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The Strathprints institutional repository is a digital archive of University of Strathclyde's Open Access research outputs. Strathprints provides access to thousands of Open Access research papers by Strathclyde researchers, including by researchers from the Physical Activity for Health Group based within the School of Psychological Sciences & Health. Research here seeks to better understand how and why physical activity improves health, gain a better understanding of the amount, intensity, and type of physical activity needed for health benefits, and evaluate the effect of interventions to promote physical activity.

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Older adults' experiences and perceptions of dual tasking

Muhaidat, Jennifer and Skelton, Dawn and Kerr, Andrew (2010) Older adults' experiences and perceptions of dual tasking. British Journal of Occupational Therapy, 73 (9). pp. 405-412.

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Abstract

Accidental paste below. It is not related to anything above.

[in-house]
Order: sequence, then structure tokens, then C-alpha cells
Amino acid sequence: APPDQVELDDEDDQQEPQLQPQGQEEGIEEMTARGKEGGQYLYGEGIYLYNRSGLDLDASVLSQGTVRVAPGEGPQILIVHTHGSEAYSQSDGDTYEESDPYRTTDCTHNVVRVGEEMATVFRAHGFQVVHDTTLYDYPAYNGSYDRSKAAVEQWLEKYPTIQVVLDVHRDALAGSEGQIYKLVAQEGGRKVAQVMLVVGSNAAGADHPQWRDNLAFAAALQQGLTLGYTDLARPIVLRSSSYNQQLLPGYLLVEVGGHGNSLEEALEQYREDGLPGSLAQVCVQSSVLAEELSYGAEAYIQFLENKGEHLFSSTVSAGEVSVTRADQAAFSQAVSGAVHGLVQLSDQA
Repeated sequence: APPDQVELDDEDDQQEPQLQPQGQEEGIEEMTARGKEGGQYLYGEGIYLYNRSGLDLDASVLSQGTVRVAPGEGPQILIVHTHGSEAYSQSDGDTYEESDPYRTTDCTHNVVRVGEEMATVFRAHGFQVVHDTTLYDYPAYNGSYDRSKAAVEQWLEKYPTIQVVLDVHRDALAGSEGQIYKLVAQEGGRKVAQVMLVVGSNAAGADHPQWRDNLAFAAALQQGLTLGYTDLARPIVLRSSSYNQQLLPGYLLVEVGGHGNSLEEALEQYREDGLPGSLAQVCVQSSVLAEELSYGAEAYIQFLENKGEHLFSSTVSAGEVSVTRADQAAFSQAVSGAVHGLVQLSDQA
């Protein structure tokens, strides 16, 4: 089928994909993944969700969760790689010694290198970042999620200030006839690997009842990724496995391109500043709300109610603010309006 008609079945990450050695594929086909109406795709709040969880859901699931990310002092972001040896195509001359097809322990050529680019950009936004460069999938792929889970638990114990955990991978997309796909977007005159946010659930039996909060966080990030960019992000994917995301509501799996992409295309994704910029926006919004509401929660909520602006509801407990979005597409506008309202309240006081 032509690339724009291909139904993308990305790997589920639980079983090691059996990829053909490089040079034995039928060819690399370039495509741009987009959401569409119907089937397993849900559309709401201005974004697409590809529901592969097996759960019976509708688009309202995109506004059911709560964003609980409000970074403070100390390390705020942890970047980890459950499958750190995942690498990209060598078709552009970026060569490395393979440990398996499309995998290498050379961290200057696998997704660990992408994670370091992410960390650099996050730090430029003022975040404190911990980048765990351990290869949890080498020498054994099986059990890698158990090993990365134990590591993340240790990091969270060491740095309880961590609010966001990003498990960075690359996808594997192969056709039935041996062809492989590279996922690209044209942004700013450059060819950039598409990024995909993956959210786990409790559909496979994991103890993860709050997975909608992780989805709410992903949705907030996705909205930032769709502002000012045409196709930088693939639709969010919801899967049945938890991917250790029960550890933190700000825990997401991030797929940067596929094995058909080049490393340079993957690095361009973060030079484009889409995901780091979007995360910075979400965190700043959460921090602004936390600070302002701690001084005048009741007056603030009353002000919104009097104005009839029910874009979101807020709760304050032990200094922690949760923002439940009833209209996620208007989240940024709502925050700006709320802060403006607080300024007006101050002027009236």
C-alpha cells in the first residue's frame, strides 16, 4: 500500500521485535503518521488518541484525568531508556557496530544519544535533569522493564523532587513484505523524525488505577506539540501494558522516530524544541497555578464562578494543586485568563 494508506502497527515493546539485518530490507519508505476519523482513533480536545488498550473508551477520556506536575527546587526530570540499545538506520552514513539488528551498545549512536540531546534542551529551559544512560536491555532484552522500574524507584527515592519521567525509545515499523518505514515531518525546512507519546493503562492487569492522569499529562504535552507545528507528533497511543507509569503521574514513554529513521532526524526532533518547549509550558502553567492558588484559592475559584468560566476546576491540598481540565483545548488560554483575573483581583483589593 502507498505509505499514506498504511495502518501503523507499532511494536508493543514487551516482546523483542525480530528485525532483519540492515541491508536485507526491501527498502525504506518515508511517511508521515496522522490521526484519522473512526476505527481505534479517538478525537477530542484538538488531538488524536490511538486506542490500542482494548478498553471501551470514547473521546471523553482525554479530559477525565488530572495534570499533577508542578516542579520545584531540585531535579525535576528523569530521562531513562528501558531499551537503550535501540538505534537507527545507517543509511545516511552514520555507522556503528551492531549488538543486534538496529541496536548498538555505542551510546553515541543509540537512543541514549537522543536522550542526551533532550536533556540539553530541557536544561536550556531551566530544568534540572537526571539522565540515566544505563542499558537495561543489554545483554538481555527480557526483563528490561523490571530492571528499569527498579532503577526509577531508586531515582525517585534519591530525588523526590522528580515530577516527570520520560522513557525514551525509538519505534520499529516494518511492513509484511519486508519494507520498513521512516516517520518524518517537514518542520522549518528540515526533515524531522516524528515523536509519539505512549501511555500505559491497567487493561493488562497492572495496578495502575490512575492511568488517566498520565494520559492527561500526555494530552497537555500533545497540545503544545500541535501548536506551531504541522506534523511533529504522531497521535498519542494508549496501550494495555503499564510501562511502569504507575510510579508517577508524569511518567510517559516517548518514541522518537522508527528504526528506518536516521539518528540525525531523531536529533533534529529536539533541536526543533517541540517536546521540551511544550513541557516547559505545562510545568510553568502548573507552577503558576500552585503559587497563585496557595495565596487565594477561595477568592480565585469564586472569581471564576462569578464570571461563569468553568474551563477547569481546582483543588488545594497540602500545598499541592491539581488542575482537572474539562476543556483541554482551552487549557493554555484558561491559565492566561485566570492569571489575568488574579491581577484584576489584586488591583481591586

There is no consensus on which dual task (DT) test best assesses mobility or balance deficits in older adults. This study aimed to explore older adults' experiences and perceptions of dual tasking to identify DTs relevant to their everyday life and that they perceive as difficult or risky. Two gender-specific focus groups were conducted. Six males and nine females, aged 70 years or above, participated. The topics posed to the groups included structured and open questions designed to explore experiences of combining two activities and the consequences of that for balance. The results were subjected to content analysis to identify DT examples, task difficulty levels and balance-threatening tasks. Most participants were able to identify DT examples and some identified a concurrent impact on balance. There were gender differences in the examples: the females focused more on household tasks and the males more on outdoor activities. Many tasks that were considered difficult or risky by the participants do not feature sufficiently in the literature, such as stair negotiation and avoiding moving obstacles accompanied by secondary tasks. The views of older adults should be taken into consideration to help to develop tests that are more sensitive and have face validity.